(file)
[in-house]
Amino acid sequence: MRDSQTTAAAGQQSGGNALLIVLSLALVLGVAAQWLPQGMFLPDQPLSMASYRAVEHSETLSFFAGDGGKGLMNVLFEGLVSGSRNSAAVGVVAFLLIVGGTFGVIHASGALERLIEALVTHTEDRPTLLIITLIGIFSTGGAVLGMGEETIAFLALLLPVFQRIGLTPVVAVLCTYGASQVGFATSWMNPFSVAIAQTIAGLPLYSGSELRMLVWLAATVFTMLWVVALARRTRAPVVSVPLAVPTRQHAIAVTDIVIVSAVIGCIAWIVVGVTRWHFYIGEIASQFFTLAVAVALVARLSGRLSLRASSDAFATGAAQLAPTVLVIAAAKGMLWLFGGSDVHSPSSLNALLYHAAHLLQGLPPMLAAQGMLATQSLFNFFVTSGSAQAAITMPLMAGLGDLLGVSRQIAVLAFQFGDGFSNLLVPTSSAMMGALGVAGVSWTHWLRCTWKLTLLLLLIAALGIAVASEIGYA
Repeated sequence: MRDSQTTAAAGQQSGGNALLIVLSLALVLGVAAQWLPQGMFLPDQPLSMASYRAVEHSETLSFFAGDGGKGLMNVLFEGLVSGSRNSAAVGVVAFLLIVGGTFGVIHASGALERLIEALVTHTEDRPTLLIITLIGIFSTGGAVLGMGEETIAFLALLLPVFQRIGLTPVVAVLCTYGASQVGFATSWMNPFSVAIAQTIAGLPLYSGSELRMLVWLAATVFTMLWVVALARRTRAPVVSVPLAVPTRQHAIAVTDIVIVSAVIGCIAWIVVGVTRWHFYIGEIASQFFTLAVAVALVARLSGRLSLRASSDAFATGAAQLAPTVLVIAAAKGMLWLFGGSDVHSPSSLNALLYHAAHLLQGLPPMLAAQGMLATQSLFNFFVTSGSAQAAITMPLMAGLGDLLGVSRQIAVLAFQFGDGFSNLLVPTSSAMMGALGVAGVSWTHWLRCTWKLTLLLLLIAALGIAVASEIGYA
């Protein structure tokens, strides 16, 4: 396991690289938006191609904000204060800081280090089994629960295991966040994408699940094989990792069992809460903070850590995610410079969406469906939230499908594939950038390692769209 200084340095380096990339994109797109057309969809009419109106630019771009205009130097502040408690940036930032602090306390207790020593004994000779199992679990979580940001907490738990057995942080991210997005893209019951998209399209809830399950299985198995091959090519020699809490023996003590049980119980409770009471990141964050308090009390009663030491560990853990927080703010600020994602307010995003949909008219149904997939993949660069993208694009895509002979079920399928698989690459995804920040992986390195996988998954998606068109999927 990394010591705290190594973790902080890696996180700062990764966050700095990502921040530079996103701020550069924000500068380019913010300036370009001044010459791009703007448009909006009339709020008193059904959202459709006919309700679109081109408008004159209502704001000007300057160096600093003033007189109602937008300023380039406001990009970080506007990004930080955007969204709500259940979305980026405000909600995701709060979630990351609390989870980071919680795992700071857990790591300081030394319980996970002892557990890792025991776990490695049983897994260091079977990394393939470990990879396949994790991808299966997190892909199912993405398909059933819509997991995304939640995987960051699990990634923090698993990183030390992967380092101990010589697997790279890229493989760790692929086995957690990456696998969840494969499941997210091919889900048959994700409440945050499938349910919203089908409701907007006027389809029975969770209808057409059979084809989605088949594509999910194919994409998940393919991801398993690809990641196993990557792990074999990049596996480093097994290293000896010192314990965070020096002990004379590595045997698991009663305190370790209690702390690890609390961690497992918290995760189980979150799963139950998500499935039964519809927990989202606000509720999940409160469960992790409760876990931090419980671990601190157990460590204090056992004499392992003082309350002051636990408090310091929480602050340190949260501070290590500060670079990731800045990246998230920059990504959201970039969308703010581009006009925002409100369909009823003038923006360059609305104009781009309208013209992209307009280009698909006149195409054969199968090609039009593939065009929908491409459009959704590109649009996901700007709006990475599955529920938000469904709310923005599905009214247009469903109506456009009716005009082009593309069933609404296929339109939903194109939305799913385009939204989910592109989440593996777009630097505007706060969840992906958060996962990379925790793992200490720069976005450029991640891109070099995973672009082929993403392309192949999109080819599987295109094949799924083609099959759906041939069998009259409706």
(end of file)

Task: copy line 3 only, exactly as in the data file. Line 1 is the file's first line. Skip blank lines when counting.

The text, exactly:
Repeated sequence: MRDSQTTAAAGQQSGGNALLIVLSLALVLGVAAQWLPQGMFLPDQPLSMASYRAVEHSETLSFFAGDGGKGLMNVLFEGLVSGSRNSAAVGVVAFLLIVGGTFGVIHASGALERLIEALVTHTEDRPTLLIITLIGIFSTGGAVLGMGEETIAFLALLLPVFQRIGLTPVVAVLCTYGASQVGFATSWMNPFSVAIAQTIAGLPLYSGSELRMLVWLAATVFTMLWVVALARRTRAPVVSVPLAVPTRQHAIAVTDIVIVSAVIGCIAWIVVGVTRWHFYIGEIASQFFTLAVAVALVARLSGRLSLRASSDAFATGAAQLAPTVLVIAAAKGMLWLFGGSDVHSPSSLNALLYHAAHLLQGLPPMLAAQGMLATQSLFNFFVTSGSAQAAITMPLMAGLGDLLGVSRQIAVLAFQFGDGFSNLLVPTSSAMMGALGVAGVSWTHWLRCTWKLTLLLLLIAALGIAVASEIGYA